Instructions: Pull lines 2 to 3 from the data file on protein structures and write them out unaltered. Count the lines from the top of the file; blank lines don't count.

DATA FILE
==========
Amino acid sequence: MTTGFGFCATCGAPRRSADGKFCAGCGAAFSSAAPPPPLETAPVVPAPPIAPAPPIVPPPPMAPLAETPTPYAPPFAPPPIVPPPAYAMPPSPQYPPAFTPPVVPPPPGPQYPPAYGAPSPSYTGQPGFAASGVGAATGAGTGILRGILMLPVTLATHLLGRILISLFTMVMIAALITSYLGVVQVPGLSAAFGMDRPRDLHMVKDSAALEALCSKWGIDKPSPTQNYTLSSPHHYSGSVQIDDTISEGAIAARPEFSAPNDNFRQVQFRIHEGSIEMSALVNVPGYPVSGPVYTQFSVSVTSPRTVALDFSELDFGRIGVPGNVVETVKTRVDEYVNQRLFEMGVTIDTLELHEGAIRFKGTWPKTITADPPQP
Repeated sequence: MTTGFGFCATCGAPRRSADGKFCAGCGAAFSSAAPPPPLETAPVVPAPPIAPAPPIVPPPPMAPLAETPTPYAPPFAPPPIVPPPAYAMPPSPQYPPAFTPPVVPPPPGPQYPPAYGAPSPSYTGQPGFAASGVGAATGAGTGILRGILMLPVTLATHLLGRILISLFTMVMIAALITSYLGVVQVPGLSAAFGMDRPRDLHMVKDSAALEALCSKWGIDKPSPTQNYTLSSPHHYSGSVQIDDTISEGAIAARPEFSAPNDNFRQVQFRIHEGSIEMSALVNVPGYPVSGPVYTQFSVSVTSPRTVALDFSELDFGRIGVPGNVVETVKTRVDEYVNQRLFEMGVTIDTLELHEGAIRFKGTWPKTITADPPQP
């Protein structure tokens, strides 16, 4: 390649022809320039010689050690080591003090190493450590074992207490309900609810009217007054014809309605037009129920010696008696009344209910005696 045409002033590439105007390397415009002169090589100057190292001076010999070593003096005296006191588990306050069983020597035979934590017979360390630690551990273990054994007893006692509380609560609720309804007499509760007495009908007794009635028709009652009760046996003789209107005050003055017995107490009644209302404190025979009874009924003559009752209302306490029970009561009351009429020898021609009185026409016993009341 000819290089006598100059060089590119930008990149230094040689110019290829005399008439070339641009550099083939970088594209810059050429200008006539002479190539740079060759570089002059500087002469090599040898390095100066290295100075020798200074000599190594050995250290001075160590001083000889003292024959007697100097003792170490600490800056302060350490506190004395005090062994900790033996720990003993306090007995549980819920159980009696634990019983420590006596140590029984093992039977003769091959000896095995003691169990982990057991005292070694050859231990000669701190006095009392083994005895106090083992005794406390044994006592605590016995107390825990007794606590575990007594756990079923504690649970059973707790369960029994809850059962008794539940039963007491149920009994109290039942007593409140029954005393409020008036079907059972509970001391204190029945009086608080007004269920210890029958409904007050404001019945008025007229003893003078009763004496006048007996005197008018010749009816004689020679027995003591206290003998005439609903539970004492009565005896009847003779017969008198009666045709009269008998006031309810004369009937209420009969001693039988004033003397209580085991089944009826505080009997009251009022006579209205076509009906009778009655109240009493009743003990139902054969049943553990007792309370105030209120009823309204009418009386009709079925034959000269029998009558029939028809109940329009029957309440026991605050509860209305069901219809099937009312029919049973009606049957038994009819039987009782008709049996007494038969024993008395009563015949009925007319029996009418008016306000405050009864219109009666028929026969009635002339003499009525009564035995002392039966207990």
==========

Repeated sequence: MTTGFGFCATCGAPRRSADGKFCAGCGAAFSSAAPPPPLETAPVVPAPPIAPAPPIVPPPPMAPLAETPTPYAPPFAPPPIVPPPAYAMPPSPQYPPAFTPPVVPPPPGPQYPPAYGAPSPSYTGQPGFAASGVGAATGAGTGILRGILMLPVTLATHLLGRILISLFTMVMIAALITSYLGVVQVPGLSAAFGMDRPRDLHMVKDSAALEALCSKWGIDKPSPTQNYTLSSPHHYSGSVQIDDTISEGAIAARPEFSAPNDNFRQVQFRIHEGSIEMSALVNVPGYPVSGPVYTQFSVSVTSPRTVALDFSELDFGRIGVPGNVVETVKTRVDEYVNQRLFEMGVTIDTLELHEGAIRFKGTWPKTITADPPQP
């Protein structure tokens, strides 16, 4: 390649022809320039010689050690080591003090190493450590074992207490309900609810009217007054014809309605037009129920010696008696009344209910005696 045409002033590439105007390397415009002169090589100057190292001076010999070593003096005296006191588990306050069983020597035979934590017979360390630690551990273990054994007893006692509380609560609720309804007499509760007495009908007794009635028709009652009760046996003789209107005050003055017995107490009644209302404190025979009874009924003559009752209302306490029970009561009351009429020898021609009185026409016993009341 000819290089006598100059060089590119930008990149230094040689110019290829005399008439070339641009550099083939970088594209810059050429200008006539002479190539740079060759570089002059500087002469090599040898390095100066290295100075020798200074000599190594050995250290001075160590001083000889003292024959007697100097003792170490600490800056302060350490506190004395005090062994900790033996720990003993306090007995549980819920159980009696634990019983420590006596140590029984093992039977003769091959000896095995003691169990982990057991005292070694050859231990000669701190006095009392083994005895106090083992005794406390044994006592605590016995107390825990007794606590575990007594756990079923504690649970059973707790369960029994809850059962008794539940039963007491149920009994109290039942007593409140029954005393409020008036079907059972509970001391204190029945009086608080007004269920210890029958409904007050404001019945008025007229003893003078009763004496006048007996005197008018010749009816004689020679027995003591206290003998005439609903539970004492009565005896009847003779017969008198009666045709009269008998006031309810004369009937209420009969001693039988004033003397209580085991089944009826505080009997009251009022006579209205076509009906009778009655109240009493009743003990139902054969049943553990007792309370105030209120009823309204009418009386009709079925034959000269029998009558029939028809109940329009029957309440026991605050509860209305069901219809099937009312029919049973009606049957038994009819039987009782008709049996007494038969024993008395009563015949009925007319029996009418008016306000405050009864219109009666028929026969009635002339003499009525009564035995002392039966207990």